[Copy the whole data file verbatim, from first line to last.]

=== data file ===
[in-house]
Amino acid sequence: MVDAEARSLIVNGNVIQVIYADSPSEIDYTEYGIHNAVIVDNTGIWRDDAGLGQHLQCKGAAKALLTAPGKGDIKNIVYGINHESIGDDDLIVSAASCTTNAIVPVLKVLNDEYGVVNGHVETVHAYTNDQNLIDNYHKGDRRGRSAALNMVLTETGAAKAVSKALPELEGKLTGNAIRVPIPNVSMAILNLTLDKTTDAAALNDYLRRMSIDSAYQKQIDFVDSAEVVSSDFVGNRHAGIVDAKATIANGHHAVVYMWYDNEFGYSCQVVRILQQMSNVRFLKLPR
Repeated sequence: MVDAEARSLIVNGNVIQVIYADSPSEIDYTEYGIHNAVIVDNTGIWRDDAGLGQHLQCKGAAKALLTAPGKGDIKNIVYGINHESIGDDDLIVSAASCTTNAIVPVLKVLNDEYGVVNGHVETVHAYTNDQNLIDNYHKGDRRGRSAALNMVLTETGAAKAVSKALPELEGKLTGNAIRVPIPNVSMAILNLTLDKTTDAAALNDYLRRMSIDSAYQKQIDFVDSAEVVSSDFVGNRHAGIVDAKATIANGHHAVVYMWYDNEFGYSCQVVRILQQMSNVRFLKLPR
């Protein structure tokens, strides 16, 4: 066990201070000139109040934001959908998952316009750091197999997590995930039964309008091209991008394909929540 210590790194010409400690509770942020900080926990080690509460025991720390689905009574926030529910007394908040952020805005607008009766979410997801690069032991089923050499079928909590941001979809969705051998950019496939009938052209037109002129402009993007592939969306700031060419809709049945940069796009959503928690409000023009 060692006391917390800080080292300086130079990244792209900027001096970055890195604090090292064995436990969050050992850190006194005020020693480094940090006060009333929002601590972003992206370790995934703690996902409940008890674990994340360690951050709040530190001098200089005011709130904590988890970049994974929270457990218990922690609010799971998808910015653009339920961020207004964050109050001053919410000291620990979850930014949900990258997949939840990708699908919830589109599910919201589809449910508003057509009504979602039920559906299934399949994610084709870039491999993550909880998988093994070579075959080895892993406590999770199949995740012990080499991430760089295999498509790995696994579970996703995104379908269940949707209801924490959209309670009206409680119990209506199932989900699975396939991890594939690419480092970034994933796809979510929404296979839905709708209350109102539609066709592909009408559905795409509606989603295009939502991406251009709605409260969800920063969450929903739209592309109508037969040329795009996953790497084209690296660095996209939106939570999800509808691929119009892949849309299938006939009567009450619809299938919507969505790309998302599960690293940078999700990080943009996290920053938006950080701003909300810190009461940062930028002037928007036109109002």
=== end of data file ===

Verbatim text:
[in-house]
Amino acid sequence: MVDAEARSLIVNGNVIQVIYADSPSEIDYTEYGIHNAVIVDNTGIWRDDAGLGQHLQCKGAAKALLTAPGKGDIKNIVYGINHESIGDDDLIVSAASCTTNAIVPVLKVLNDEYGVVNGHVETVHAYTNDQNLIDNYHKGDRRGRSAALNMVLTETGAAKAVSKALPELEGKLTGNAIRVPIPNVSMAILNLTLDKTTDAAALNDYLRRMSIDSAYQKQIDFVDSAEVVSSDFVGNRHAGIVDAKATIANGHHAVVYMWYDNEFGYSCQVVRILQQMSNVRFLKLPR
Repeated sequence: MVDAEARSLIVNGNVIQVIYADSPSEIDYTEYGIHNAVIVDNTGIWRDDAGLGQHLQCKGAAKALLTAPGKGDIKNIVYGINHESIGDDDLIVSAASCTTNAIVPVLKVLNDEYGVVNGHVETVHAYTNDQNLIDNYHKGDRRGRSAALNMVLTETGAAKAVSKALPELEGKLTGNAIRVPIPNVSMAILNLTLDKTTDAAALNDYLRRMSIDSAYQKQIDFVDSAEVVSSDFVGNRHAGIVDAKATIANGHHAVVYMWYDNEFGYSCQVVRILQQMSNVRFLKLPR
């Protein structure tokens, strides 16, 4: 066990201070000139109040934001959908998952316009750091197999997590995930039964309008091209991008394909929540 210590790194010409400690509770942020900080926990080690509460025991720390689905009574926030529910007394908040952020805005607008009766979410997801690069032991089923050499079928909590941001979809969705051998950019496939009938052209037109002129402009993007592939969306700031060419809709049945940069796009959503928690409000023009 060692006391917390800080080292300086130079990244792209900027001096970055890195604090090292064995436990969050050992850190006194005020020693480094940090006060009333929002601590972003992206370790995934703690996902409940008890674990994340360690951050709040530190001098200089005011709130904590988890970049994974929270457990218990922690609010799971998808910015653009339920961020207004964050109050001053919410000291620990979850930014949900990258997949939840990708699908919830589109599910919201589809449910508003057509009504979602039920559906299934399949994610084709870039491999993550909880998988093994070579075959080895892993406590999770199949995740012990080499991430760089295999498509790995696994579970996703995104379908269940949707209801924490959209309670009206409680119990209506199932989900699975396939991890594939690419480092970034994933796809979510929404296979839905709708209350109102539609066709592909009408559905795409509606989603295009939502991406251009709605409260969800920063969450929903739209592309109508037969040329795009996953790497084209690296660095996209939106939570999800509808691929119009892949849309299938006939009567009450619809299938919507969505790309998302599960690293940078999700990080943009996290920053938006950080701003909300810190009461940062930028002037928007036109109002």